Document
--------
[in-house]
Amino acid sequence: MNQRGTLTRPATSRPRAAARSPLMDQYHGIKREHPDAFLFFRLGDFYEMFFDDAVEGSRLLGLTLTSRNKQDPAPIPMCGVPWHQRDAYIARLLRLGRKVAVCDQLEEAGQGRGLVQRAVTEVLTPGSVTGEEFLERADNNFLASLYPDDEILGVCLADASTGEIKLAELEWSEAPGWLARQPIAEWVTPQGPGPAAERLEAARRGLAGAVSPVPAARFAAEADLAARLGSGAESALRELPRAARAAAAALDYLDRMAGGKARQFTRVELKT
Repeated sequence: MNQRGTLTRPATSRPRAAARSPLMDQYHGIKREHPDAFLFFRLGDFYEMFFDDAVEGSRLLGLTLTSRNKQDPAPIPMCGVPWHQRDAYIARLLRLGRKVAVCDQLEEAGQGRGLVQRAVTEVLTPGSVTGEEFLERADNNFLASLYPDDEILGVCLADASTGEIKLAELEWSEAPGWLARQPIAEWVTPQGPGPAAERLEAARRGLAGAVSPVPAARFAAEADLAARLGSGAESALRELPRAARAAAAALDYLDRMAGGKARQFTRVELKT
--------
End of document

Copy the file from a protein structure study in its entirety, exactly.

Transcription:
[in-house]
Amino acid sequence: MNQRGTLTRPATSRPRAAARSPLMDQYHGIKREHPDAFLFFRLGDFYEMFFDDAVEGSRLLGLTLTSRNKQDPAPIPMCGVPWHQRDAYIARLLRLGRKVAVCDQLEEAGQGRGLVQRAVTEVLTPGSVTGEEFLERADNNFLASLYPDDEILGVCLADASTGEIKLAELEWSEAPGWLARQPIAEWVTPQGPGPAAERLEAARRGLAGAVSPVPAARFAAEADLAARLGSGAESALRELPRAARAAAAALDYLDRMAGGKARQFTRVELKT
Repeated sequence: MNQRGTLTRPATSRPRAAARSPLMDQYHGIKREHPDAFLFFRLGDFYEMFFDDAVEGSRLLGLTLTSRNKQDPAPIPMCGVPWHQRDAYIARLLRLGRKVAVCDQLEEAGQGRGLVQRAVTEVLTPGSVTGEEFLERADNNFLASLYPDDEILGVCLADASTGEIKLAELEWSEAPGWLARQPIAEWVTPQGPGPAAERLEAARRGLAGAVSPVPAARFAAEADLAARLGSGAESALRELPRAARAAAAALDYLDRMAGGKARQFTRVELKT